Hovering on the periphery of central campus, a clean if sadly sparse exhibition showcases some flashes of color.

The Yale University School of Art Gallery is currently housing a collection entitled Undergraduate Art Summer 2006 for a brief autumnal interlude. Globetrotting Yale undergraduates flaunt their summer experiences in France, Central America and Norfolk in their art, a pleasant change from hearing it casually dropped in dining hall conversation. The exhibition may feel flat and lifeless, but the works themselves merit recognition.

And therefore Scene presents … Best of Show — Undergraduate Art Summer 2006.

Best covering of white gallery walls: Yale students at Pont Aven in Brittany, France.

Thrown into a month long intensive studio class, students from Yale worked undergraduate professor Robert Reed creating and growing in an “intimate” environment. Budding artist Liana Moskowitz ’09 described it as “basically a 24-hour work schedule” — every day, every night for a month.

The program’s emphasis on process is made obvious in the display; the wall is covered by a thick band of photos containing students painting, creating and showcasing some of their works. The concentration of photographic documentation provides an illustrative window into the experience. Unfortunately, since the display is so focused on the time in France, the remnants of the students’ final products on display seem like a measly collection of small, almost print-like drawings lost in the process. It’s wonderful to see into the experience, but actually seeing the final product in person has an intrinsic value that’s impossible to translate through a photograph.

Best use of cupcake motif over multiple pieces of art: Eunice Cho ’07

Spending her vacation at the Yale Norfolk Summer School of Music and Art, Cho culled from her creations four works crossing over diverse mediums. The most inventive photograph shows Cho dipping her toes into a lake – along with GIANT My Little Ponies! Creepy? Much.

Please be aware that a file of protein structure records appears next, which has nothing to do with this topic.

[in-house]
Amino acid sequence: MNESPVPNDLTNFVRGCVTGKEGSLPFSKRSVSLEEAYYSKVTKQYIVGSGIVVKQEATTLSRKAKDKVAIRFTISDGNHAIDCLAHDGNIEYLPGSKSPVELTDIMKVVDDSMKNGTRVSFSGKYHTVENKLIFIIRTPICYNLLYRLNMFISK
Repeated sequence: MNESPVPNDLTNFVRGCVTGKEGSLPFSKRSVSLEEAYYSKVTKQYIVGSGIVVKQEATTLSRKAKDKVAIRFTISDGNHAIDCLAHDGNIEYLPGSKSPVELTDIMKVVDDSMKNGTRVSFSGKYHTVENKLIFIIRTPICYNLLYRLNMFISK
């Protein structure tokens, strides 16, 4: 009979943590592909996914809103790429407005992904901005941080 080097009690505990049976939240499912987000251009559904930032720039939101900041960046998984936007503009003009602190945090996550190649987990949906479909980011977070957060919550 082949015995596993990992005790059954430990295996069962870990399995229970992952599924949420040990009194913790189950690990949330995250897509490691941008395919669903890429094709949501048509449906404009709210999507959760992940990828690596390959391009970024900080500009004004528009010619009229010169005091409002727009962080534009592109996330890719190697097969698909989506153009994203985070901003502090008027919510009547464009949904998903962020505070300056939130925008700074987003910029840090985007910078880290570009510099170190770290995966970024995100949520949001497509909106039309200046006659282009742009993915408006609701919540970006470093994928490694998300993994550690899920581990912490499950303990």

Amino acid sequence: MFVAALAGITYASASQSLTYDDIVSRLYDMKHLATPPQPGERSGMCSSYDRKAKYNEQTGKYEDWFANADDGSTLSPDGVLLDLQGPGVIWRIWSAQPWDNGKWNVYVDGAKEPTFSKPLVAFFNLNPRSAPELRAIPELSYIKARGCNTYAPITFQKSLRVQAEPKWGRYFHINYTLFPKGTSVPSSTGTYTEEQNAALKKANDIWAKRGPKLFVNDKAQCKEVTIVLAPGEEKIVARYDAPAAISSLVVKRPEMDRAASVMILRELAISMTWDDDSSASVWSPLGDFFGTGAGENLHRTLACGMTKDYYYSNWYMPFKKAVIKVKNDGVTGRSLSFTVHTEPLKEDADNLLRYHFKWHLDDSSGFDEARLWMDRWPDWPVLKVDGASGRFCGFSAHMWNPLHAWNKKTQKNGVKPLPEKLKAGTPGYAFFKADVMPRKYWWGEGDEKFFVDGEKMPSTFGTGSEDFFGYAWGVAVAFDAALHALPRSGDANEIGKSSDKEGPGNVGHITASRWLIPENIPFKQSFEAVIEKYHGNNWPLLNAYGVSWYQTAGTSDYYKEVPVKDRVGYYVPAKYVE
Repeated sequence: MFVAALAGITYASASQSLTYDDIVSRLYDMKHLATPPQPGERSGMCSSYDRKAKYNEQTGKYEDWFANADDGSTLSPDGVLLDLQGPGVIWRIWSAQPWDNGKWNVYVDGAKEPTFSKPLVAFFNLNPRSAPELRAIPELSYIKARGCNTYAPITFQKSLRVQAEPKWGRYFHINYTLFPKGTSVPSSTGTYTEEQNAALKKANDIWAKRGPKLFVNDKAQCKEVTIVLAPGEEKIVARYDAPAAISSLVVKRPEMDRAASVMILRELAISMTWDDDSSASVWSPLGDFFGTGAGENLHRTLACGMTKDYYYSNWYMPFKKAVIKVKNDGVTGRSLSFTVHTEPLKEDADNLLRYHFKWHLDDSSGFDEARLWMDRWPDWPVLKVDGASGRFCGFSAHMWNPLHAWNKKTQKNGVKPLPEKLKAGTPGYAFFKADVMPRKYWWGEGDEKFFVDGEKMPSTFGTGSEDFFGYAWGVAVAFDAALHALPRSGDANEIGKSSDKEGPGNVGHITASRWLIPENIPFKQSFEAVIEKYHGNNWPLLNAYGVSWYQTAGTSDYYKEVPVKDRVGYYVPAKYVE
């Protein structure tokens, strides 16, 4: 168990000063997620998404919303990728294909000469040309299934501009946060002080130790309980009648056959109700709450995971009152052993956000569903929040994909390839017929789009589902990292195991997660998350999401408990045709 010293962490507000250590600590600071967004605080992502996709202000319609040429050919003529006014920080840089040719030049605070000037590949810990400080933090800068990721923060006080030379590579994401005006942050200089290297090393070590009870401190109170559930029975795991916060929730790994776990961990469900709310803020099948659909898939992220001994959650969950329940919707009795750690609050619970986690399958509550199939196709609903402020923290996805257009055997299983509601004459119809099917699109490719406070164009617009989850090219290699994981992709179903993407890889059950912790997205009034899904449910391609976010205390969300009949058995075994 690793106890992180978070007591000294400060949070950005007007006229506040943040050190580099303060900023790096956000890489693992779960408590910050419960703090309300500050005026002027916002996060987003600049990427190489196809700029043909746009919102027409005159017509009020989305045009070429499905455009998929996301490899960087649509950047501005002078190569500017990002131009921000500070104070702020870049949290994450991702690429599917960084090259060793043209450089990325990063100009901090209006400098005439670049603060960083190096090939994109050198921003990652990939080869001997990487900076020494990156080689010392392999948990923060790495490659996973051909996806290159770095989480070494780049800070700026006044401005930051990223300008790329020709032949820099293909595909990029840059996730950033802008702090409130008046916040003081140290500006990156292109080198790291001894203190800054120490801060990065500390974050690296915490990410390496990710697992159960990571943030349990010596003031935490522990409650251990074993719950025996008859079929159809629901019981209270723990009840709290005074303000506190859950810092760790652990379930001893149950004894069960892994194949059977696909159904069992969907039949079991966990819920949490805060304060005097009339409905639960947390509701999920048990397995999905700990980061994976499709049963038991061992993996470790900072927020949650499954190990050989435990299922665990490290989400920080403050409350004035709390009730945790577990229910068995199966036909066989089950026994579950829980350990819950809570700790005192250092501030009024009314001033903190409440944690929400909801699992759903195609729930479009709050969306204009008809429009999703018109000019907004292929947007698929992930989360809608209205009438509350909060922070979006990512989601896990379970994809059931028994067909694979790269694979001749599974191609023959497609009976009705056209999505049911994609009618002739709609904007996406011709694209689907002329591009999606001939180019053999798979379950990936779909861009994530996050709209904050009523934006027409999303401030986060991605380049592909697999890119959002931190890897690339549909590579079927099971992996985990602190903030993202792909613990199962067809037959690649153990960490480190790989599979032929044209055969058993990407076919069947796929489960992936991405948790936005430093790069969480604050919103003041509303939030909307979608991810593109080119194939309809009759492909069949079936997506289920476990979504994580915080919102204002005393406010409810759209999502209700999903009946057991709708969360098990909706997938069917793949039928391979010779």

While the cupcakes failed to conquer the Ponies picture, Cho’s next work explores an obsession with body image, juxtaposing a distorted drawing of a female form along with floating cupcakes haunting the page. This theme continues into her other works, collages including images from fashion magazines with the same cupcakes splattered over their forms.

Best “Whoa I just walked into a Zoo in France” effect: Erica Deahl ’07

At the L’Ecole Nationale Superieure des Arts Decoratifs in Paris, Deahl worked on graphic design with French third-year students during the school year. Their culminating project was to create an innovative new system of signs for the Zoo de Vincennes, currently undergoing renovations.

The final product is up on the wall of the gallery and seems oddly out of place, perhaps because they’re intended to be signs in a zoo in France. Aesthetically the signs are marvelous, and maybe they’re even comprehensible, but non-francophiles wouldn’t know.

Best success in getting Yale to pay for summer vacation: Julia Hickey ’07

Hickey received the Mary Hotchkiss Williams Travel Fellowship from the Yale Art Gallery for studies in Guatemala. Her painting is the most impressive of the exhibit; the colors seem to be extracted directly from the Guatemalan air. Other studies and impressions of the area flesh out her display, giving the viewer a brief glimpse of the opportunities made possible by the fellowship.

In all, this year’s best could have been displayed more effectively in a smaller space. The overwhelming presence of the naked, awkward white walls makes the viewing experience a less than adequate for accurately showcasing the works.

The variety of works and their prime location in one of Yale’s better modern buildings almost overcome the exhibition’s shortcomings, but the My Little Ponies make the journey to the margin of campus worth the effort. Trust me.